Month: February 2018
ONE middleweight champion Aung La Nsang (22-10-0, 1NC) added the light heavyweight crown to his mantle with a spectacular knockout victory over Brazilian Alexandre Machado (8-3-0) at ONE: Quest for Gold in Yangon, Myanmar on Feb 23.
“The Burmese Python,” fighting in his native country, unloaded a right leg head kick through the guard of Machado to send him to the canvas. Follow up strikes forced referee Olivier Coste to call the bout at 56 seconds of the first round. The stoppage was the fastest in ONE’s light heavyweight history.
La Nsang now joins Martin Nguyen as the company’s only dual champions, with Nguyen looking to become the company’s only three-division champ with a win over bantamweight kingpin Bibiano Fernandes in March at ONE: Iron Will.
“One thing’s for sure. Myanmar, if we are united, nothing can stop us,” he said in the post-fight interview, while thanking his team, Hard Knocks 365 and striking coach Henri Hooft of The Netherlands.
Steve Mowry (3-0 MMA) is a young heavyweight in age (25-years-old) and experience (only 3-0 as a professional). Mowry has a lot of hype behind him with his tall build at 6’9″. MMA Today had the pleasure to talk to the prospect, Mowry about his future and many other facets.
First of all, How did you get into MMA? Do you have a background in any other sports?
I had heard about a sport where everything was legal and had seen commercials for UFC and TUF on TV but I got into it when I had read about it in a magazine. At that moment I knew it was something I wanted to do and be successful at.
Is MMA your full-time job or are you working somewhere else as well?
I train full-time 2-3 times a day but I also teach kickboxing three times a week and work part-time security on the weekends.
What would be your favorite striking technique and grappling technique?
My favorite striking technique is the uppercut. My favorite grappling technique is the rear-naked-choke.
You train out of Hard Knocks 365, how were you introduced to the camp? Who are some of your main training partners? You trained with the Blackzilians in the past, correct?
Yes I joined The Blackzilians in 2016. The move to Hard Knocks 365 was the next logical step. When Henri [Hooft] and Greg [Jones] left the Blackzilians, I followed them. My main training partners are Linton Vassell, Stefan Struve, Viktor Pesta, and Volkan Oezdemir.
UFC 221 wasn’t a card that likely drew a lot of eyeballs on pay-per-view, but for those who did watch the event, it offered some thrilling moments. It’s often hard to predict which MMA events will stand out the most. Some fights like Dustin Poirier-Justin Gaethje are pretty much can’t-miss ventures, but MMA in general delivers more surprises when it comes to action than other sports. Jake Matthews’ perseverance against Jingliang Li and Tyson Pedro’s deft submission of Saparbek Safarov were highlights on Saturday in Perth, Australia, but arguably the biggest thrills came from three destructive knockout finishes.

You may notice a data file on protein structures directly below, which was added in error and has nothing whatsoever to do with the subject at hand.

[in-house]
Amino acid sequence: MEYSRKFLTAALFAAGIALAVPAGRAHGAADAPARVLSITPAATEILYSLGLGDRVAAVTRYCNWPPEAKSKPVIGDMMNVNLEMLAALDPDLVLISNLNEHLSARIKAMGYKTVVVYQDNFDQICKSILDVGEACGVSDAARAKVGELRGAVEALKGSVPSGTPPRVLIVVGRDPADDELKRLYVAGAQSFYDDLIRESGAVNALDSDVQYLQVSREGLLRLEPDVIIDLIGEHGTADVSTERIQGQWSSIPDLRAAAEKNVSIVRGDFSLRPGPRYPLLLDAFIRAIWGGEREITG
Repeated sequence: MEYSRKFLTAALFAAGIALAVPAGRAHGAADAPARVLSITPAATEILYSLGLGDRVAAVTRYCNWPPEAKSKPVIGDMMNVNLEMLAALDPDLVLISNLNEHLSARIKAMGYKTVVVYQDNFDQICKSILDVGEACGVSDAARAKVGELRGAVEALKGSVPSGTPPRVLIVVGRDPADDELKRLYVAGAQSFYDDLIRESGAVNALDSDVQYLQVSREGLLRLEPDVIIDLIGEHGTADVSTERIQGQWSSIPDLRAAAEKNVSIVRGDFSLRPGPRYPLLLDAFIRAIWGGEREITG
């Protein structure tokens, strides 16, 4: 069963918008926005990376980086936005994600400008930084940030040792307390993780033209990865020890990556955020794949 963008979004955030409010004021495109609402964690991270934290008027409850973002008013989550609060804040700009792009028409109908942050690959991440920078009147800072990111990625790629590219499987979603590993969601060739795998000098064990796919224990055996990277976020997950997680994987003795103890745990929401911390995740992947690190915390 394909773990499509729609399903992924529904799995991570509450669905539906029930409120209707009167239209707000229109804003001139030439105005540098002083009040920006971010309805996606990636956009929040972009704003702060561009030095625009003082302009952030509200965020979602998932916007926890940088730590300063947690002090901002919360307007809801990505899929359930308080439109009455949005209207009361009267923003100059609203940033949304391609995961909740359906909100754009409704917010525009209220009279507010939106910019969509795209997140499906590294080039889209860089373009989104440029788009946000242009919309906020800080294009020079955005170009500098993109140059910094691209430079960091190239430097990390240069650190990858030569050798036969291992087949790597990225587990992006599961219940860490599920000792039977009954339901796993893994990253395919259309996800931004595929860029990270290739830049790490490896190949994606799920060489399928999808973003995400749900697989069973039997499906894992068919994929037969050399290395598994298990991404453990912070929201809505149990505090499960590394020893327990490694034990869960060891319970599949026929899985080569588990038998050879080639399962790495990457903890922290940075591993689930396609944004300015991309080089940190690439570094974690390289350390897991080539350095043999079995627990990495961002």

Israel Adesanya generated buzz ahead of his Ultimate Fighting Championship debut because of his glossy record: all wins, all knockouts. UFC 221 was a nice teaser of the promise he offers. Adesanya acknowledged himself it wasn’t his most impressive performance, but you could still see all the tools: the speed, movement and precision in his striking. It was also hard to miss the way Rob Wilkinson reacted to his strikes, as even Adesanya’s jabs landed emphatically. By the end, Wilkinson’s face was a mess and he was just covering up to protect himself from Adesanya’s barrage of offense.
If it was a bad night for Wilkinson, it was an even worse night for Cyril Asker, who was tasked with taking on young knockout artist and beer shoe enthusiast Tai Tuivasa. Like Adesanya, Tuivasa has knocked out every opponent of his MMA career. Unlike Adesanya, it has never taken him longer than a single round. That power was on display against Asker, as Tuivasa delivered incredible damage to the Frenchman’s face in very short time. It was the sort of performance that fans love from heavyweight fighters.
Much has been written about Luke Rockhold’s decision to train with Hard Knocks 365 in Florida rather than at American Kickboxing Academy (AKA) in California where he has been based for most of his career.
The decision was scrutinized because Volkan Oezdemir, his AKA teammate light heavyweight and champion Daniel Cormier’s opponent at UFC 220, also trained at Hard Knocks 365.
“I think that he’s looking for something a little bit different right now and I think as his brothers, we have to really respect and applaud him for that,” Cormier told the Sammy and the Punk show during an interview prior to UFC 220, indicating he was okay with Rockhold’s decision.
To those who felt Rockhold was being disloyal to his AKA teammates, he puts the blame on a narrative created by Conor McGregor. During The Ultimate Fighter season 22, McGregor accused T.J. Dillashaw, a coach on Team Faber, of turning his back on his camp, Team Alpha Male.
“Back in the day, people were jumping and changing training camps and doing what they needed to do to build upon their repertoire and their game and now one stupid Conor McGregor comment has driven everybody into this disloyalty, ‘snake in the grass’ bull[expletive],” Rockhold told The TSN MMA Show. “It’s just stupid. People need to wake up and learn.”